See the highlights with this manageable tour.
By Justin Chiotti
A visit to the Louvre is amazing, inspiring and overwhelming. You’ll find yourself breezing past masterpieces on your way to other masterpieces. Don’t worry, it’s natural and unavoidable to feel this way. It would take over two months to see the entire museum if you spent one minute at each piece. If you don’t have 65 days to spend in the Louvre, but would love to see the famous works, this tour is for you.
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The first piece of art is the building itself. Originally a 12th-century fortress that housed the French Kings, a number of rulers and events have shaped the Louvre Palace. Tickets can be purchased downstairs in the Carrousel du Louvre. a great option if it’s raining, but your tour should ideally start above ground where, from the Louvre courtyard, you can view a number of iconic Paris landmarks.
Don’t be intimidated by the line. It moves fast and gives you just enough time to admire the grandeur of the Palace, I.M. Pei’s glass Pyramid and the oldest object in Paris: the 3,000-year-old Egyptian Obelisk at Place de la Concorde.
When you’re standing in front of the pyramid, turn away from the buildings toward the small arc resembling the Arc de Triomphe. This arc is actually the Arc du Carrousel. It was also built by Napoleon and is part of the “Historical Axis” of Paris. Line up these objects: the Arc du Carrousel, the Egyptian Obelisk, and the Arc de Triomphe. You will be staring down the most famous boulevard in the world, the Champs-Élysées, and it’s a chance to appreciate the symmetry of the city.
Enter the pyramid and purchase your tickets inside. Make sure to grab a free floor plan guide and head for the Denon Wing.
Follow Signs for the Mona Lisa
The Louvre’s Denon Wing is named after the museum’s first director Vivant Denon. He was appointed by Napoleon in 1802. This will be your entry point. Once you’ve shown your tickets, follow signs for the “Mona Lisa.” As you make your way toward the iconic work, you’ll pass by a number of striking ancient statues. Your willpower will be tested. To stay on track with the two-hour time frame, keep walking. You will be rewarded with the most beautiful statue of all, “Nike,” the Winged Victory of Samothrace.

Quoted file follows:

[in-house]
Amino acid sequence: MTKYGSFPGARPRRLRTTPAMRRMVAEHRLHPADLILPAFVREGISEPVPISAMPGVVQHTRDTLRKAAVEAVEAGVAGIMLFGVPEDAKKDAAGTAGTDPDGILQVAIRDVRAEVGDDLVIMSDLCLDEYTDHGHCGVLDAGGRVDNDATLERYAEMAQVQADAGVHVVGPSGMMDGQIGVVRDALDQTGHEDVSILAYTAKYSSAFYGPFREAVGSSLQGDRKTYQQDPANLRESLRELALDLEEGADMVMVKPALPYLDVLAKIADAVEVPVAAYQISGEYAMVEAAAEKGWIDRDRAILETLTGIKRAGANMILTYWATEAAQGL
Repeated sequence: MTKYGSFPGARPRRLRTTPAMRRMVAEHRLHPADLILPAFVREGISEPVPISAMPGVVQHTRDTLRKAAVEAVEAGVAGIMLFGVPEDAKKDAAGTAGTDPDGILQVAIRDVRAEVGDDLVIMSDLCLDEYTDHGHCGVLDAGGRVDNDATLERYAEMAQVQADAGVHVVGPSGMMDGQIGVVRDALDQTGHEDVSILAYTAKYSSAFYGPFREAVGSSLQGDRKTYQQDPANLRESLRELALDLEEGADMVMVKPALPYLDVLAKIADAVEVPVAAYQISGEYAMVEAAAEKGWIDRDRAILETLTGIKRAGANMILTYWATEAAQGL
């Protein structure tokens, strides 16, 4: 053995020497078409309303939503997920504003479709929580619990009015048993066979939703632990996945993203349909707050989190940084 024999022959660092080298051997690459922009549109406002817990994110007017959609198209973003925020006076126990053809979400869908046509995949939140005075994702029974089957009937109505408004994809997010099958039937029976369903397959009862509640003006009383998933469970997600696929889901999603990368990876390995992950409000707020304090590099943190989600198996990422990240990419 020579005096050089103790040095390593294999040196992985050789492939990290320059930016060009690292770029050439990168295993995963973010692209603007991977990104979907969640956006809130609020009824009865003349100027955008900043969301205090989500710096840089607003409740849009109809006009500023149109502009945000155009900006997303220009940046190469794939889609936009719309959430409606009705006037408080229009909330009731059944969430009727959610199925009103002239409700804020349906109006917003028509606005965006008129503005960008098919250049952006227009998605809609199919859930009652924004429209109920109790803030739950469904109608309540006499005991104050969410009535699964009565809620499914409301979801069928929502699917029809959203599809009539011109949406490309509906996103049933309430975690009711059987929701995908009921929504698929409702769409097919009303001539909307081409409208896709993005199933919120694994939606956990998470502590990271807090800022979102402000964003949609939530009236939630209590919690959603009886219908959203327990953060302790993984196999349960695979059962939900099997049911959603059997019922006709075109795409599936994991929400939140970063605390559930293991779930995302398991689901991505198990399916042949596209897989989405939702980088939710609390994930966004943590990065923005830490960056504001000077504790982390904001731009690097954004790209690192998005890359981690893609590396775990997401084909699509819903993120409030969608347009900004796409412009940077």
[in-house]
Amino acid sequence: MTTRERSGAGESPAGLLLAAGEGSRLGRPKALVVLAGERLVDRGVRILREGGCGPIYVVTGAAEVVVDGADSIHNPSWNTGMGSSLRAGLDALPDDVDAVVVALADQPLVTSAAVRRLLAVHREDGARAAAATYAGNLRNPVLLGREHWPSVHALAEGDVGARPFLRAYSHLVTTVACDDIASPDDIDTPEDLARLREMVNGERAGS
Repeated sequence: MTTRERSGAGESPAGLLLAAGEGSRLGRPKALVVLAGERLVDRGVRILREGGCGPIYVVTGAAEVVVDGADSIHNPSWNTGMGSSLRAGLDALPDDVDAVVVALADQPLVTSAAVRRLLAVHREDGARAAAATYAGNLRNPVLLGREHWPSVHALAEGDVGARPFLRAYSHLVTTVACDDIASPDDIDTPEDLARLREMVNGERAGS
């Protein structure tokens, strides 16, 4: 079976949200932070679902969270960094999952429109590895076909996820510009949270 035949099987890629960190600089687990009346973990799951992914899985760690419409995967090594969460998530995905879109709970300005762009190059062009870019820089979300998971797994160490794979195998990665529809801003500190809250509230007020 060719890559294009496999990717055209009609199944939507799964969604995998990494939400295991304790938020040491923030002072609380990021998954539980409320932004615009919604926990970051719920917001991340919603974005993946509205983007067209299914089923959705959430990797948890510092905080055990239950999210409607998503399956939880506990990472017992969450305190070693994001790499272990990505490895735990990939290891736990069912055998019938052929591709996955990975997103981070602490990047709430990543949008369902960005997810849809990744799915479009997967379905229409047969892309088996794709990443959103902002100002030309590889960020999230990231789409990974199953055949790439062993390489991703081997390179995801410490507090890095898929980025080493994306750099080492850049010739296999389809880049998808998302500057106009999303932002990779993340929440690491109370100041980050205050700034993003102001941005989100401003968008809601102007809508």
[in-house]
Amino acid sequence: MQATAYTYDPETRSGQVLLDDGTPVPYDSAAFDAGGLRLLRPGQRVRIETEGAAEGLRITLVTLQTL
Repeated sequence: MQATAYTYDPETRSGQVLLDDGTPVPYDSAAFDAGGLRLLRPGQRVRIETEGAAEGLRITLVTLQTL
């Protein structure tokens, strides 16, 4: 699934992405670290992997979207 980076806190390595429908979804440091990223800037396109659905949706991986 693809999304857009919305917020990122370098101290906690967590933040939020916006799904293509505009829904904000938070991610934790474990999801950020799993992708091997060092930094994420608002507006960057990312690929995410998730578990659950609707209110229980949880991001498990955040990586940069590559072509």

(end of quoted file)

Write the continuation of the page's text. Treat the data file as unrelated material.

The Winged Victory of Samothrace
I will never forget the first time I laid eyes on this stunning statue. She enjoys a prominent place in the museum set at the top of a grand staircase. Made in the 2nd century BC, the marble sculpture depicts the Greek goddess of victory Nike. And yes, this is where the shoe company gets its name.
Situated atop a rocky pedestal, the statue looks like it’s jutting off the bow of a ship. Take some time here to admire the drapery of her robe and the details of her wings. She’s simply breathtaking. Often overlooked, her hand is just to the side in a glass case.
From here, follow signs for Italian Paintings and the “Mona Lisa” (La Joconde in French).
The Italian paintings start with some pre-Renaissance works by the likes of Giotto and others (Rooms 1,2, and 3 in the Denon Wing). For one reason or another, my eyes have always been drawn to Giotto’s 14th-century painting “La Crucifixion.” Work your way chronologically through history and into another long hallway to Room 5 where you will meet Leonardo da Vinci.
Leonardo da Vinci
The famed Italian artist, who died in France, was a bastard… literally. His name means Leonardo from Vinci. Born out of wedlock, he took the name of his Italian hometown because his biological father couldn’t claim him. Admired greatly by the French King Francois I, Leonardo eventually made his way to France with three precious paintings including the “Mona Lisa.”
Before joining the masses that crowd around the famous painting, take a look at his other artworks on the left wall in the hallway of Room 5: They’re located directly across from the entrance to the room with the “Mona Lisa.” Take time to appreciate his smokey style known as sfumato.
The Mona Lisa
This larger than life artwork, depicted in song lyrics and reproduced in countless ways across the globe, is actually quite small at just 2′ 6″ by 1′ 9″. The oil on wood painting is mesmerizing. Her half-smile and the vast landscape behind her draws you in. I rejoined the crowd to see it a second time on my first trip to the museum. I don’t know if its appeal lies in its fame or its perfect composition.
Take your eyes off of the “Mona Lisa” and look directly opposite to find the “Wedding Feast at Cana.” In stark contrast to the “Mona Lisa,” the painting takes up an entire wall and depicts the biblical scene where Jesus turns water into wine in great detail. Exit Room 6 and head through the rotunda towards the French masterpieces.